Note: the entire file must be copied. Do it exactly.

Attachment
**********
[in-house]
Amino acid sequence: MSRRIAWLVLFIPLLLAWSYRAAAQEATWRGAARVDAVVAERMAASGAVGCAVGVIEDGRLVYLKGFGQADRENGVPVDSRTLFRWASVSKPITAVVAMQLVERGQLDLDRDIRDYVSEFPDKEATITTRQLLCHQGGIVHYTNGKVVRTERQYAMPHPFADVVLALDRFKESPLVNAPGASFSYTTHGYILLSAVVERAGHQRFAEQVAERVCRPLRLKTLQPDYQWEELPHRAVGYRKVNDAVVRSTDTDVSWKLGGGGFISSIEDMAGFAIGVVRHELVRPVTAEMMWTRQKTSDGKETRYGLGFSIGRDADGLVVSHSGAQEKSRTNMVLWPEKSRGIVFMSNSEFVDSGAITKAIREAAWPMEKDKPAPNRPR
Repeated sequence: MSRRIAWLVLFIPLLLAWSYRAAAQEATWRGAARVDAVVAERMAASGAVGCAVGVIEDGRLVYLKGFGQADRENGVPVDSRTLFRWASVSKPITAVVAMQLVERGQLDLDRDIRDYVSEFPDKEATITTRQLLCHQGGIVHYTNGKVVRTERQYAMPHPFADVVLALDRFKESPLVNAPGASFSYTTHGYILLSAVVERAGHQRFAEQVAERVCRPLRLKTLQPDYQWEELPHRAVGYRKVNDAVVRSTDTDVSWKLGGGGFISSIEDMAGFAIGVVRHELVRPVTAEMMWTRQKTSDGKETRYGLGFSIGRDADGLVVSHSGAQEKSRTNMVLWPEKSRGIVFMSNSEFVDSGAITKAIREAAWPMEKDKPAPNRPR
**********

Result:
[in-house]
Amino acid sequence: MSRRIAWLVLFIPLLLAWSYRAAAQEATWRGAARVDAVVAERMAASGAVGCAVGVIEDGRLVYLKGFGQADRENGVPVDSRTLFRWASVSKPITAVVAMQLVERGQLDLDRDIRDYVSEFPDKEATITTRQLLCHQGGIVHYTNGKVVRTERQYAMPHPFADVVLALDRFKESPLVNAPGASFSYTTHGYILLSAVVERAGHQRFAEQVAERVCRPLRLKTLQPDYQWEELPHRAVGYRKVNDAVVRSTDTDVSWKLGGGGFISSIEDMAGFAIGVVRHELVRPVTAEMMWTRQKTSDGKETRYGLGFSIGRDADGLVVSHSGAQEKSRTNMVLWPEKSRGIVFMSNSEFVDSGAITKAIREAAWPMEKDKPAPNRPR
Repeated sequence: MSRRIAWLVLFIPLLLAWSYRAAAQEATWRGAARVDAVVAERMAASGAVGCAVGVIEDGRLVYLKGFGQADRENGVPVDSRTLFRWASVSKPITAVVAMQLVERGQLDLDRDIRDYVSEFPDKEATITTRQLLCHQGGIVHYTNGKVVRTERQYAMPHPFADVVLALDRFKESPLVNAPGASFSYTTHGYILLSAVVERAGHQRFAEQVAERVCRPLRLKTLQPDYQWEELPHRAVGYRKVNDAVVRSTDTDVSWKLGGGGFISSIEDMAGFAIGVVRHELVRPVTAEMMWTRQKTSDGKETRYGLGFSIGRDADGLVVSHSGAQEKSRTNMVLWPEKSRGIVFMSNSEFVDSGAITKAIREAAWPMEKDKPAPNRPR